Cultural Resistance

Challenging Beliefs About Men, Women, and Therapy

By Kaethe Weingarten

© 1995 – Routledge

176 pages

Purchasing Options:
Paperback: 9781560230816
pub: 1995-11-26
US Dollars$39.95
x
Hardback: 9781560247487
pub: 1995-11-29
US Dollars$125.00
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e–Inspection Copy

About the Book

In everyday life--in relationships, in various institutions, in texts--cultural premises influence and sometimes limit individuals’thoughts, actions, and ideas. Cultural Resistance: Challenging Beliefs About Men, Women, and Therapy analyzes cultural constraints and encourages therapists, individuals, and communities to practice cultural resistance on a daily basis, allowing for the realization of diverse and suppressed knowledges.

Cultural Resistance shows general patterns by which some ideas in a culture become accepted and others are marginalized. It proposes ways individuals and communities can resist the hold of limiting ideas on their lives. In the postmodern tradition, Editor Kathy Weingarten brings together authors who ask and offer answers to the question, “What is not present in our thinking?” Each chapter invites therapists to extend their thinking about the scope of their work. Topics covered include:

  • challenging cultural beliefs about mothers
  • transforming masculine identities
  • lesbian and gay parents
  • a narrative approach to anorexia/bulimia
  • perspectives on the Black woman and sexual trauma, focusing on Thomas v. Hill
  • opening therapy to conversations with a personal god
  • new conversations on controversial issues

    The chapters in Cultural Resistance first describe cultural premises that constrain the lives of women, men, and/or therapists and then develop an approach to resisting these constraints. A response follows each chapter in an effort to promote discourse, extend meanings, and encourage learning between professionals.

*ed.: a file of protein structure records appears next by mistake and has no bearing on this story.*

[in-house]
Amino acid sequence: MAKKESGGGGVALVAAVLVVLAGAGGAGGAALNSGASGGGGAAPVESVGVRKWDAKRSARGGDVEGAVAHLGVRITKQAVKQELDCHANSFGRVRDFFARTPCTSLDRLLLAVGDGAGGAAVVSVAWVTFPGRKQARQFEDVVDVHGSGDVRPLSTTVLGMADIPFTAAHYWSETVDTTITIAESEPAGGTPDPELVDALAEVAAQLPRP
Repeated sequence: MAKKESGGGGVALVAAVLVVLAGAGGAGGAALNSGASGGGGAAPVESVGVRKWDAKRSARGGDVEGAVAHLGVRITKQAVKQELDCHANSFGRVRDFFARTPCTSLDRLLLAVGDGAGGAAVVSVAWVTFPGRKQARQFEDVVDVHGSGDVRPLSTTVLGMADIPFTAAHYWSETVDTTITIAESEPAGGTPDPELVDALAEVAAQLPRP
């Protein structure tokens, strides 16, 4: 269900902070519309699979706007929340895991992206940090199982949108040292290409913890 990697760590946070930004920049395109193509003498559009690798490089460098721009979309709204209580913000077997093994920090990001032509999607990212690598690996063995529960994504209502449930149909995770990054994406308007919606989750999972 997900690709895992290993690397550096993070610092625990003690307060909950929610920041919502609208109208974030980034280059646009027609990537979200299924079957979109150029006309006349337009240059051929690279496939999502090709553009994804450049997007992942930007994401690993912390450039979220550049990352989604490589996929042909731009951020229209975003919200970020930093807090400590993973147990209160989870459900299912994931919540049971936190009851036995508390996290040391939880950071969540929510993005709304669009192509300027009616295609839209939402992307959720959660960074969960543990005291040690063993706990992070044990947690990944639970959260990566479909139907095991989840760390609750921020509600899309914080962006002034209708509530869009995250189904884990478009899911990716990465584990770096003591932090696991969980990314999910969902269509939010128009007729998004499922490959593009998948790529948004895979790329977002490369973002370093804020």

Cultural Resistance yields new perspectives on the nature of social change and the relationships between individuals and culture. It offers valuable insights to family therapists, psychiatrists, psychologists, and social workers who want to broaden their thinking and approach. It gives therapists a fresh, new way of thinking about themselves, others, and their conversations through applications which may be professional, personal, or both.

Table of Contents

Contents Introduction: Attending to Absence

  • Radical Listening: Challenging Cultural Beliefs for and About Mothers
  • Out of Objectification: Comment on Kathy Weingarten’s “Radical Listening: Challenging Cultural Beliefs for and About Mothers”
  • Fathering Our Sons; Refathering Ourselves: Some Thoughts on Transforming Masculine Legacies
  • Boys Will be Men: A Response to Terry Real’s Paper
  • Lesbian and Gay Parents: From Margin to Center
  • Response to Laura Benkov, “Lesbian and Gay Parents: From Margin to Center”
  • A Narrative Approach to So-Called Anorexia/Bulimia
  • A Letter to David Epston
  • Beach Glass
  • The Discourse on Thomas v. Hill: A Resource for Perspectives on the Black Woman and Sexual Trauma
  • The Hill/Thomas Debate as Source for Understanding the Black Woman and Sexual Trauma: A Response
  • Opening Therapy to Conversations With a Personal God
  • Response to “Opening Therapy to Conversations With a Personal God”
  • From Stuck Debate to New Conversation on Controversial Issues: A Report From the Public Conversations Project
  • Commentary on “From Stuck Debate to New Conversation on Controversial Issues: A Report From the Public Conversations Project
  • Reference Notes Included

Subject Categories

BISAC Subject Codes/Headings:
FAM006000
FAMILY & RELATIONSHIPS / Alternative Family
PSY011000
PSYCHOLOGY / Psychopathology / Eating Disorders
SOC012000
SOCIAL SCIENCE / Gay Studies
SOC028000
SOCIAL SCIENCE / Women's Studies
SOC032000
SOCIAL SCIENCE / Gender Studies